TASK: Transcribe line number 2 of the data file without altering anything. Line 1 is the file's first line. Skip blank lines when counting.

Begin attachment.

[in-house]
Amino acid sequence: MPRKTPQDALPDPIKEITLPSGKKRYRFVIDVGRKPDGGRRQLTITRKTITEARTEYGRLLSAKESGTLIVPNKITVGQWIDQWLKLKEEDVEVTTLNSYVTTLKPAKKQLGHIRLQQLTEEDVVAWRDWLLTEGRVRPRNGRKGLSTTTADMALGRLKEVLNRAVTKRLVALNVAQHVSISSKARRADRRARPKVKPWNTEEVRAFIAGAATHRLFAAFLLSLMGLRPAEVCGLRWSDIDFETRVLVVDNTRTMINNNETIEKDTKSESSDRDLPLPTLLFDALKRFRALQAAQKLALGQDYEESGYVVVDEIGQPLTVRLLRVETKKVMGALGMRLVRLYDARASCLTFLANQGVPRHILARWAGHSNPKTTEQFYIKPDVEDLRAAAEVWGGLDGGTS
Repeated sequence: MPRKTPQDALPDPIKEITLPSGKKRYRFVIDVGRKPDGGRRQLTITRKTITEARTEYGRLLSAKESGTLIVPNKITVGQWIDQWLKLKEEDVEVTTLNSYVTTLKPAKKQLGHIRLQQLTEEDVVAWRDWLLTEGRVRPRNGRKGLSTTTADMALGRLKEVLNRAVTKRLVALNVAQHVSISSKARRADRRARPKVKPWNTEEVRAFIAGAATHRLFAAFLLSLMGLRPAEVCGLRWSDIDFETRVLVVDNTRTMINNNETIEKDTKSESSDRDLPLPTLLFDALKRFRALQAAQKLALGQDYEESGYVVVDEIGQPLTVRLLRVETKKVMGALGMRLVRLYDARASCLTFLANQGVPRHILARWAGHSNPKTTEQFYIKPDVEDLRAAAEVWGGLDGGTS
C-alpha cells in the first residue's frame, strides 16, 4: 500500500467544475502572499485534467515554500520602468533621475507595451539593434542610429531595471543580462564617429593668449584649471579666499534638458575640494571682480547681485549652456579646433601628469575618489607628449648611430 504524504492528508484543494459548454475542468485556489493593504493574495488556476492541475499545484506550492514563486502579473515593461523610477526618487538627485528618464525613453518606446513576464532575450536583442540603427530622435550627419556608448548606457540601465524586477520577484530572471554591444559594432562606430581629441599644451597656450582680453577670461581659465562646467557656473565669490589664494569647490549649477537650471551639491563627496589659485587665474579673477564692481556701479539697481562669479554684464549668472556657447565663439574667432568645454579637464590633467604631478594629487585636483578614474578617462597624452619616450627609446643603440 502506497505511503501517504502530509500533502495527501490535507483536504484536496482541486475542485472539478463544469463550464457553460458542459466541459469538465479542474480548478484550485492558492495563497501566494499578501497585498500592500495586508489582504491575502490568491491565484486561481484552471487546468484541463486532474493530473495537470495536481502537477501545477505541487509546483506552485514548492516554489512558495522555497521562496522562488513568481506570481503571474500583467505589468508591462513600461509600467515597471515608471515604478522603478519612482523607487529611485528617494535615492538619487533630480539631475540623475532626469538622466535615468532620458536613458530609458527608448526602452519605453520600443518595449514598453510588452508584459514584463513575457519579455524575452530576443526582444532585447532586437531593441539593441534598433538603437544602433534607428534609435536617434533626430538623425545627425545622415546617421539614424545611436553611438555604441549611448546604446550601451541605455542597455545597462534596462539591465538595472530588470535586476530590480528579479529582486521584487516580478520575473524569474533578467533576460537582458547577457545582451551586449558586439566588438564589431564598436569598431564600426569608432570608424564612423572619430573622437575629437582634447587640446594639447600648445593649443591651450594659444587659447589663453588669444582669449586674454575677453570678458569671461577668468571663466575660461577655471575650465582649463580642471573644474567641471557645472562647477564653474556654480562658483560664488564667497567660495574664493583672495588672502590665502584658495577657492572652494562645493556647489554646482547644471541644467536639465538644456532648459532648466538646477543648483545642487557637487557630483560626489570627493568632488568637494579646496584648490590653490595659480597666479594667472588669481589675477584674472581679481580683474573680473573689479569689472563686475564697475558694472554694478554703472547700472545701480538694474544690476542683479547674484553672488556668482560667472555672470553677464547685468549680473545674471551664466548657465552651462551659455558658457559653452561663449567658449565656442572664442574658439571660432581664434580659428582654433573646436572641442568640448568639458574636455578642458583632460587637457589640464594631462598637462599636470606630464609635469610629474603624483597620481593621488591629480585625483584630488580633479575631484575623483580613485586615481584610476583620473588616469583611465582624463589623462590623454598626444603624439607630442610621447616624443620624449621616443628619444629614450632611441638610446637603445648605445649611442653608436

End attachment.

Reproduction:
Amino acid sequence: MPRKTPQDALPDPIKEITLPSGKKRYRFVIDVGRKPDGGRRQLTITRKTITEARTEYGRLLSAKESGTLIVPNKITVGQWIDQWLKLKEEDVEVTTLNSYVTTLKPAKKQLGHIRLQQLTEEDVVAWRDWLLTEGRVRPRNGRKGLSTTTADMALGRLKEVLNRAVTKRLVALNVAQHVSISSKARRADRRARPKVKPWNTEEVRAFIAGAATHRLFAAFLLSLMGLRPAEVCGLRWSDIDFETRVLVVDNTRTMINNNETIEKDTKSESSDRDLPLPTLLFDALKRFRALQAAQKLALGQDYEESGYVVVDEIGQPLTVRLLRVETKKVMGALGMRLVRLYDARASCLTFLANQGVPRHILARWAGHSNPKTTEQFYIKPDVEDLRAAAEVWGGLDGGTS